Dating from 1851, the Old Kildonan Church in Winnipeg was the first Presbyterian Church west of the Great Lakes. The church cemetery is the last resting-place of many of the original Scottish settlers of what became Winnipeg and the Province of Manitoba. They were named Selkirk Settlers because these dispossessed Highlanders came to the Red River Colony under the sponsorship of Thomas Douglas, Earl of Selkirk.
The headstones include that of Alexander Ross, who came to Red River in 1825 after a notable career in the Oregon Territory fur trade. He became a prominent citizen, Sheriff and historian of the colony. Beside him lies his wife Sarah, an Okanagan Indian, who traveled on horseback to join him in 1626 with several children. Of the family of eleven children, William became the first Postmaster in what was called "Red River, British North America". You can also see the headstones of another son, James, who graduated from the University of Toronto before starting Red River's first newspaper . . . a daughter Henrietta, who became the wife of the settlement's first Presbyterian minister, John Black, . . . and many more of Alexander's descendants.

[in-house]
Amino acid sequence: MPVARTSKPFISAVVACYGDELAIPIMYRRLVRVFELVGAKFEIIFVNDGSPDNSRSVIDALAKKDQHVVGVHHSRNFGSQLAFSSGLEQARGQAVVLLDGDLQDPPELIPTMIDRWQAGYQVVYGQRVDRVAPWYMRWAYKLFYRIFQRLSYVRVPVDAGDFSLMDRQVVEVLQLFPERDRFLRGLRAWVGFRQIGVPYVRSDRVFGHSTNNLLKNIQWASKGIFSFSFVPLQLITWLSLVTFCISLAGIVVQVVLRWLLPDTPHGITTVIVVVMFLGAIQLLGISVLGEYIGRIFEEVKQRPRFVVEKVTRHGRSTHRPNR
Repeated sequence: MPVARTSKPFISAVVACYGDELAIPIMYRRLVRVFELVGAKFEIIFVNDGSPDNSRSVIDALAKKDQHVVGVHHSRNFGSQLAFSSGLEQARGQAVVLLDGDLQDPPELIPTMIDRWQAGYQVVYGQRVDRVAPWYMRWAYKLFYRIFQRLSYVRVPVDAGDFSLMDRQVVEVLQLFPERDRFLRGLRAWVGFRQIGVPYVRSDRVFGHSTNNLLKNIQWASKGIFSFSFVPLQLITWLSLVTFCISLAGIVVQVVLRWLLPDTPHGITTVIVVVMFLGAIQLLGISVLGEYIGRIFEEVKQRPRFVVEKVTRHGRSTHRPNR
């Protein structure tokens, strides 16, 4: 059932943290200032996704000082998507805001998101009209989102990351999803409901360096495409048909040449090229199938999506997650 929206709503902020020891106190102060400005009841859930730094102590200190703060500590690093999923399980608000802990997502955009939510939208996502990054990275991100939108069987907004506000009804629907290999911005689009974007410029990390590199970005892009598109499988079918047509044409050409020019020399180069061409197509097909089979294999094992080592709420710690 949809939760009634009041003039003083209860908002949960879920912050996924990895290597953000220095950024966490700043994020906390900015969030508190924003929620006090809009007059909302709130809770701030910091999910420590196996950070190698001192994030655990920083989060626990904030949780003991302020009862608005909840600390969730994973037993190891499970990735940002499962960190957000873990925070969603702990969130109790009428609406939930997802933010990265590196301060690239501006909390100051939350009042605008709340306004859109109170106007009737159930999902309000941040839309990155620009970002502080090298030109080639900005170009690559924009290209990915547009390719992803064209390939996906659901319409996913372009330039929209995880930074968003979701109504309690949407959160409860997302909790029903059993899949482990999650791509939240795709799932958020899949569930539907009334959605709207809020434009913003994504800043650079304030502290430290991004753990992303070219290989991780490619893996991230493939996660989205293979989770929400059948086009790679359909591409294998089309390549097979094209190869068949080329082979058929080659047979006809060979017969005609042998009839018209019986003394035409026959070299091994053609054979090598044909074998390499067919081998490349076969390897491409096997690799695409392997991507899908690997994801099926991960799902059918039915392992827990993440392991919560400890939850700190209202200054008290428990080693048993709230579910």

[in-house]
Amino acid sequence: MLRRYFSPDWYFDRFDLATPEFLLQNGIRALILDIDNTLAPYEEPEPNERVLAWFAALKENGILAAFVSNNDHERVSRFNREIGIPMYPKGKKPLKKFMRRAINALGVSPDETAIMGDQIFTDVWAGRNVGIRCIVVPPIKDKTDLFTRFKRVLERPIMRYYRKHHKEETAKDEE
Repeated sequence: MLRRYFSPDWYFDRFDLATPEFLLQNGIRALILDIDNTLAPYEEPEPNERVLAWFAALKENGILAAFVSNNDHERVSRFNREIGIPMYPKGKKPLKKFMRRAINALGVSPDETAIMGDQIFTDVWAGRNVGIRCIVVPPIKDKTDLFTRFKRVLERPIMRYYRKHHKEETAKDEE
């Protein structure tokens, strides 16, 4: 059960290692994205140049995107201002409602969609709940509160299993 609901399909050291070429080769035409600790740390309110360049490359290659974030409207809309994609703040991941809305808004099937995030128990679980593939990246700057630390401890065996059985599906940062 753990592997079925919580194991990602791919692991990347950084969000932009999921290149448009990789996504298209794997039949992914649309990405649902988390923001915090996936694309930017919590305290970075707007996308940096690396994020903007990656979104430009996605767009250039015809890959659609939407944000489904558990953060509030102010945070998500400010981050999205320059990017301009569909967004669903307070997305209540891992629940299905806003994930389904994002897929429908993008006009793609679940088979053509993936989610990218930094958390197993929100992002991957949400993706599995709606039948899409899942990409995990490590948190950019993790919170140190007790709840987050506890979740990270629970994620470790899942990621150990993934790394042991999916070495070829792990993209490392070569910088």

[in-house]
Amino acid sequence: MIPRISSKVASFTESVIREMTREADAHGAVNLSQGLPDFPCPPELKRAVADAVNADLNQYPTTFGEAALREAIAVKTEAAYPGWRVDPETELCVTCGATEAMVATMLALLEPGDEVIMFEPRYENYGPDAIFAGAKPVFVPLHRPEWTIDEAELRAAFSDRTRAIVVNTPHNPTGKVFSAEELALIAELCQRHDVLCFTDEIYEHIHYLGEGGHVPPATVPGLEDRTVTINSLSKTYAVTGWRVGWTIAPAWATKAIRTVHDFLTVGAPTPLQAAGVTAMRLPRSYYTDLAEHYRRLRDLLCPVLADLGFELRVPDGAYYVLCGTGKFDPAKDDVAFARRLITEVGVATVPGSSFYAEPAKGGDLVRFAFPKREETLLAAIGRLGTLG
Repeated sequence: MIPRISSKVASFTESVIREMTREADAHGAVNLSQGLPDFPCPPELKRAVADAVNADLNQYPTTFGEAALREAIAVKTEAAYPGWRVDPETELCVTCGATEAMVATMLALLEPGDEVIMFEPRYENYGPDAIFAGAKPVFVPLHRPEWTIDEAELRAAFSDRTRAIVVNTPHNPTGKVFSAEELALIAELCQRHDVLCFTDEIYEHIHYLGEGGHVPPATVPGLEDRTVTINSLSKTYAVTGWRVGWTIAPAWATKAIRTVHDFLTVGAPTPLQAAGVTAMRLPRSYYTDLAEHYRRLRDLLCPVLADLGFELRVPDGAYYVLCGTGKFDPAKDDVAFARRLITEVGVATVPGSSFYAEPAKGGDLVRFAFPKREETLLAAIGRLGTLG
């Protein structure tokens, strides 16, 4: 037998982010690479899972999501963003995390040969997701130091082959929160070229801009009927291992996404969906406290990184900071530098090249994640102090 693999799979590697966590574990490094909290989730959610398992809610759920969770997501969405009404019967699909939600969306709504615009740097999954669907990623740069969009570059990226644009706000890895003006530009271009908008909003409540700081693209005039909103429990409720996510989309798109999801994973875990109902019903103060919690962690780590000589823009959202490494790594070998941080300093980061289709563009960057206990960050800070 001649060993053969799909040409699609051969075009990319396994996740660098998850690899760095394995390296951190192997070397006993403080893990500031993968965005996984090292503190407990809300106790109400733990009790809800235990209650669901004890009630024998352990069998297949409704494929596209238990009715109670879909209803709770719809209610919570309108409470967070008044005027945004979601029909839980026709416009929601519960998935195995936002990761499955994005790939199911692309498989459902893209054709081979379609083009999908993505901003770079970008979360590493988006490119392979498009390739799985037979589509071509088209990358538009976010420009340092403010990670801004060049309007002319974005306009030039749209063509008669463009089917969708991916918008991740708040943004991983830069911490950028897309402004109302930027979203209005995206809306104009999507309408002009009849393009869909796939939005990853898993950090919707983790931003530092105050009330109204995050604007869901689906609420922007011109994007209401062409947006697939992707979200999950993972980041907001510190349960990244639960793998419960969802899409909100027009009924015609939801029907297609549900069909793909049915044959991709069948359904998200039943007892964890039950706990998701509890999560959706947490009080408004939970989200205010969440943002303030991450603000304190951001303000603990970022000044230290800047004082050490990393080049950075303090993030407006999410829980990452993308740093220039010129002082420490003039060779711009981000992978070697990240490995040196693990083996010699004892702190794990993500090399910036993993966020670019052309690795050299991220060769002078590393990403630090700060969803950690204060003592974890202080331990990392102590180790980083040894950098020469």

Over the decades this large cemetery had become rundown with many headstones toppled and broken - its upkeep beyond the resources of the local congregation. In 1993, the Clan Ross Association of Canada, Incorporated, unsuccessfully applied for government grants after the restoration of the historic Ross headstones was made a National Project at the AGM. In 2001 the cemetery established a new board and started a broad-based fund-raising campaign to restore as much of the cemetery as possible. Headstone experts Jack and Marion Cooper completed almost 200 headstones before the funds ran out . . . and before the historic Ross section was reached.
At the AGM of June 2002, a motion was passed for $1,500 to renovate the Ross stones in keeping with the National Project approved in 1993. Primarily through the unflagging efforts of Vice-President Denis Fletcher, CRA-Canada was able to hire the Coopers at their same nominal fee. During the summer of 2002, Jack and Marion cleaned 15 stones, straightened 10 and rebuilt 2 badly broken ones.